One of my favorite things to have happen in videogames is for the game's story to make reference to a choice I made earlier in the game. It's a simple enough thing, but it lets me know that the game cared enough to pay attention. It's also one of the reasons that Telltale Games' games have that "X will remember that" as an indicator that a player made a choice. The thing is, one of the earliest choices players often make in games is who their character was before the game, and that choice should matter too. Even if you don't want to work your whole plot around the PC backstories you can make it matter. Your players cared enough to make it. You should care enough to at least acknowledge it.
The first way I've seen GMs reference backstory is with what I call a Heavy Touch. This is where something from a player's backstory is taken and put right into the plot so the character runs into it. It can be done well or poorly like everything else. The point is that the backstory is mixed in with everything else in such a way that it comes up. The man Inigo is looking for that killed his father just happens to be the right hand man of the Evil Count that is the villain for the current adventure. Stuff like that.
Depending on the backstory though heavy touches can be hard. After all, if your whole adventure revolves around dragons trying to take over the world, how do you work in the Ranger's past of being a sheep herder from the old country? It doesn't really work in smooth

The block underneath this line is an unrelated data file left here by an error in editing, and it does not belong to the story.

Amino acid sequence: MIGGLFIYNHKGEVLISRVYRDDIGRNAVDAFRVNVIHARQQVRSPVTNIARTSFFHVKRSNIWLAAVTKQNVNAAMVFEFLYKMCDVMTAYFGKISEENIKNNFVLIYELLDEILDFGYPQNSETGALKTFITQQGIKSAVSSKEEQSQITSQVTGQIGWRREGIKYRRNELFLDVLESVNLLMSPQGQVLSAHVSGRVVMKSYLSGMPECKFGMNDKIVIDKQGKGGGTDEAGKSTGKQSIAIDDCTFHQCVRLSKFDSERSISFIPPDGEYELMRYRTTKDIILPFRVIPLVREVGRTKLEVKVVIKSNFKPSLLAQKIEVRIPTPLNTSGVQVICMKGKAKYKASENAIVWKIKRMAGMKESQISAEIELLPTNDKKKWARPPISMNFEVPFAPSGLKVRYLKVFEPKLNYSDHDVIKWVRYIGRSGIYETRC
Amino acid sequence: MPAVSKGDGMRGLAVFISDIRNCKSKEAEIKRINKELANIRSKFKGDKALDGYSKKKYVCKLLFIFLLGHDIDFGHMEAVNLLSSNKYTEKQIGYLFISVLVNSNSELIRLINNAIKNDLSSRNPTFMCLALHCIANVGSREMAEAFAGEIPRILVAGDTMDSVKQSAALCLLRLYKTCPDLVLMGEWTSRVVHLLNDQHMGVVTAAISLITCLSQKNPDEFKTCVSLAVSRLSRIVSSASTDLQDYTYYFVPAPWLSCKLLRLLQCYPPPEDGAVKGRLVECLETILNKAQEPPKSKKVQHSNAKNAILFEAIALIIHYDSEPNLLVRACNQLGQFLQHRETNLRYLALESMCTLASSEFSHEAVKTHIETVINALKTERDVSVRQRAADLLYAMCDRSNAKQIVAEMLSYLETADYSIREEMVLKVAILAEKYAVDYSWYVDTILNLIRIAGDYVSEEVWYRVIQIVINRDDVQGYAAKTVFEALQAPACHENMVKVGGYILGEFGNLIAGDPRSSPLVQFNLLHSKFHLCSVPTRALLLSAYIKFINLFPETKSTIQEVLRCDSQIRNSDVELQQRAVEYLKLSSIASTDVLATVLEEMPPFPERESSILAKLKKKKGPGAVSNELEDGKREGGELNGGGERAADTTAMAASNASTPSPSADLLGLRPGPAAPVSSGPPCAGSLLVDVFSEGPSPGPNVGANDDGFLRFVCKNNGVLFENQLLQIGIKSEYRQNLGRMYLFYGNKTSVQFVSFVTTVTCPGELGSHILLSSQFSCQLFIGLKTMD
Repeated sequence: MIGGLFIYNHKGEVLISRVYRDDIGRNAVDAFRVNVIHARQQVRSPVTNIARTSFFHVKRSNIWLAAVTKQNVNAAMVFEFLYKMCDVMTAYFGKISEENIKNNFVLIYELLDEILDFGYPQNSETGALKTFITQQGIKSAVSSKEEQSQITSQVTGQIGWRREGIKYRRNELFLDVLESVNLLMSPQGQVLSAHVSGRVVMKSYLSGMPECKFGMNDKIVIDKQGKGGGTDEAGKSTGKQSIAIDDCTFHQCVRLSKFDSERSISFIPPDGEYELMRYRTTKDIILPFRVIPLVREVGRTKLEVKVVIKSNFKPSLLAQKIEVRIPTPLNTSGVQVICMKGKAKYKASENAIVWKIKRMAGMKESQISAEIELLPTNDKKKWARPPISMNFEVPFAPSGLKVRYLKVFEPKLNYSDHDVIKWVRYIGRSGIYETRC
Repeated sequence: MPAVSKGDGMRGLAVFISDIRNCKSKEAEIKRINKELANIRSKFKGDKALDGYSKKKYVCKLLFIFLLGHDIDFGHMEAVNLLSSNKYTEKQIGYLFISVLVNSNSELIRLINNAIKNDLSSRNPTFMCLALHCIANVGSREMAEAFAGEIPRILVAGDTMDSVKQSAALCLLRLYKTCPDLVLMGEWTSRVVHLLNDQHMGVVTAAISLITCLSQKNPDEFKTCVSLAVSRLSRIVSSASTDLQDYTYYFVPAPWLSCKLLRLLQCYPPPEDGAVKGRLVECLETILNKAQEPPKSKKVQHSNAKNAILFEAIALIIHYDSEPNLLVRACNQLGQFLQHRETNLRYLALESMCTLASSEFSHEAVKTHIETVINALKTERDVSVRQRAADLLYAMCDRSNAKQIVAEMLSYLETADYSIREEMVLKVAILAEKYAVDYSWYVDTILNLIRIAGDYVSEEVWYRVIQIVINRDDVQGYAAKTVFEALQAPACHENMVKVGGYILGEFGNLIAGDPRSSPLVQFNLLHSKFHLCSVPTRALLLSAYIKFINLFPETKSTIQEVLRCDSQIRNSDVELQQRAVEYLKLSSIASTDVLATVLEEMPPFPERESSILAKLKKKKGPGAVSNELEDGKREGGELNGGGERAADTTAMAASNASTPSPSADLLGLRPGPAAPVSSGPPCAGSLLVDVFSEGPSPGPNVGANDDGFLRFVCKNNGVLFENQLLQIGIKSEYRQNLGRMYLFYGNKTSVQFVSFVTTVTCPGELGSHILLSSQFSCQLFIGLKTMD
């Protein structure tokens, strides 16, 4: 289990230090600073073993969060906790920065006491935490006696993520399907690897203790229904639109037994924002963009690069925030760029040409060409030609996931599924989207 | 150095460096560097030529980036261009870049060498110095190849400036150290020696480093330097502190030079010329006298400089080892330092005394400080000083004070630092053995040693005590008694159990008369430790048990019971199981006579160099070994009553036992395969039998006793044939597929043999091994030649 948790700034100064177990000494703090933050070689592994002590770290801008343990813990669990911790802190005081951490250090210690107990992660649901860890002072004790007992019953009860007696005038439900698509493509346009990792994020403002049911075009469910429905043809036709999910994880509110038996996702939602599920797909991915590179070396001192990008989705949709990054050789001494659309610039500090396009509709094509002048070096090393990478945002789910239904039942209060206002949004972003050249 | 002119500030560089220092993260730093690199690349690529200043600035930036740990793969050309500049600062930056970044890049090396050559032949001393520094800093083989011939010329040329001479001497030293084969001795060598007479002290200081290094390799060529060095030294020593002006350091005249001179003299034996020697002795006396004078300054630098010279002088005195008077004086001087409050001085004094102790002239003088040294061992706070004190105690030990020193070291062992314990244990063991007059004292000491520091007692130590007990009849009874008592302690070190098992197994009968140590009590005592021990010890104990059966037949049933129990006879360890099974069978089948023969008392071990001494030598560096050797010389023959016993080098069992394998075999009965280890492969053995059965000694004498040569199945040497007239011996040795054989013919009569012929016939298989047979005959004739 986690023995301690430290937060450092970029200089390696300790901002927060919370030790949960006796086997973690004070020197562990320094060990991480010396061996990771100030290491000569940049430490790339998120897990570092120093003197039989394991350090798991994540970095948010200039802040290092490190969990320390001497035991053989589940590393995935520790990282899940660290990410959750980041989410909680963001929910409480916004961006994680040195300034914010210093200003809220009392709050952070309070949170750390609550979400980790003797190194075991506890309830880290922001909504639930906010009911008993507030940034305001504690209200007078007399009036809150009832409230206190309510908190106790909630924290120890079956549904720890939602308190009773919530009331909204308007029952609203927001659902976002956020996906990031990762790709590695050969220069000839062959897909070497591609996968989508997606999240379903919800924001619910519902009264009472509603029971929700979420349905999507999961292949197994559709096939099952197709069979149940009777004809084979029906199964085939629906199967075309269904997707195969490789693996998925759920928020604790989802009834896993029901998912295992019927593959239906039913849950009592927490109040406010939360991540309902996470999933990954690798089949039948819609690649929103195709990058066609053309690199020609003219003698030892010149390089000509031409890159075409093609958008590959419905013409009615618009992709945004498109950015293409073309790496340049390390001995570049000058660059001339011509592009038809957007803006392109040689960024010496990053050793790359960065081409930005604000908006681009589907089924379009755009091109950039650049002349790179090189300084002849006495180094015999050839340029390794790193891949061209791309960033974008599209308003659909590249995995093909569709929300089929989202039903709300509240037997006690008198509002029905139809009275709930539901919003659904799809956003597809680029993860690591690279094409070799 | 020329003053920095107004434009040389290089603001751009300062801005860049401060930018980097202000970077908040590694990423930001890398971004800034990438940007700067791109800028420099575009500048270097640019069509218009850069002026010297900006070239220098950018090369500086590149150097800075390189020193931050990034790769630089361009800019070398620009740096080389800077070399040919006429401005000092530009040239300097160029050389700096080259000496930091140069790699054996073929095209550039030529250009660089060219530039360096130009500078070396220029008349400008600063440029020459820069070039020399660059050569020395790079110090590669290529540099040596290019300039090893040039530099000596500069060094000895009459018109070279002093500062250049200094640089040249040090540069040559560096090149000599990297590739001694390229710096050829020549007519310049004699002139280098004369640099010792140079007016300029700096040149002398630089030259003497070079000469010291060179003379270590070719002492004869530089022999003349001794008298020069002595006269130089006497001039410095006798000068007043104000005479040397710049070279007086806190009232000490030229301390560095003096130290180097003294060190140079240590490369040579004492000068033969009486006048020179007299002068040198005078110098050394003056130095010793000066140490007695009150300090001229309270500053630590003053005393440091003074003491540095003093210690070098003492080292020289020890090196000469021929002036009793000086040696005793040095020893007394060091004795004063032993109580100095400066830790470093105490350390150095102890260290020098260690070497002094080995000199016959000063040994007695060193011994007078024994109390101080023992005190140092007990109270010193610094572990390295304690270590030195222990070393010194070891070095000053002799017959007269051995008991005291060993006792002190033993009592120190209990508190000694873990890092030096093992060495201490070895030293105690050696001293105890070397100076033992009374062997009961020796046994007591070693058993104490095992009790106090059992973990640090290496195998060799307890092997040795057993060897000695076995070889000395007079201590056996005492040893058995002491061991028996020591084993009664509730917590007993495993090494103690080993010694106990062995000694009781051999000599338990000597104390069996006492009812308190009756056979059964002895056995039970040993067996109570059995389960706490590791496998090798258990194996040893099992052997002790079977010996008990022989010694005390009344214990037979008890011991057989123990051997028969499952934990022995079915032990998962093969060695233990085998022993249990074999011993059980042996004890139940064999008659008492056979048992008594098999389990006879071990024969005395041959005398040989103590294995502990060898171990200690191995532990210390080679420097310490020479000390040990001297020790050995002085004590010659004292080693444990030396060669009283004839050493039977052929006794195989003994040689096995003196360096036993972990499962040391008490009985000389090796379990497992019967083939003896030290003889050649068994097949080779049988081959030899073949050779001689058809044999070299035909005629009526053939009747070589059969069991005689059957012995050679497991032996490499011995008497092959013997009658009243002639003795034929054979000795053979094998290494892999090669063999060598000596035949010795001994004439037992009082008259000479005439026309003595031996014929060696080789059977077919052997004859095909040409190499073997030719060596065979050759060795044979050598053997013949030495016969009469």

Fortunately, that is where soft touches come in. A soft touch isn't pulling elements from the character's backstory for the game so much as it is putting in places that reference the backstories. This could be as simple as describing someone falling into the pace of marching with an army fast and easy because they have a background as a soldier, or pointing out to that shepherd turned ranger that they recognize the mountain passes they're being pointed to as some kind of grazing trail.
I love soft touches because of how prolific they can be. You can bring things up all over the place, without having to change your plotting. Someone spent time as an entertainer? They recognize a tune. Someone has a family history of demon hunting? They've seen similar carnage in their family histories, which helps confirm that it is in fact demonic in nature. Someone has lived as a hermit forever? They are the ones who don't freak out during a long period of silence and isolation - it feels like home.
If you look for it, you can probably find a dozen places to reference your PC's backstories in your current game. And showing that attention encourages them to put the work in, and even bring it up themselves.
Give it a shot. It can do wonders.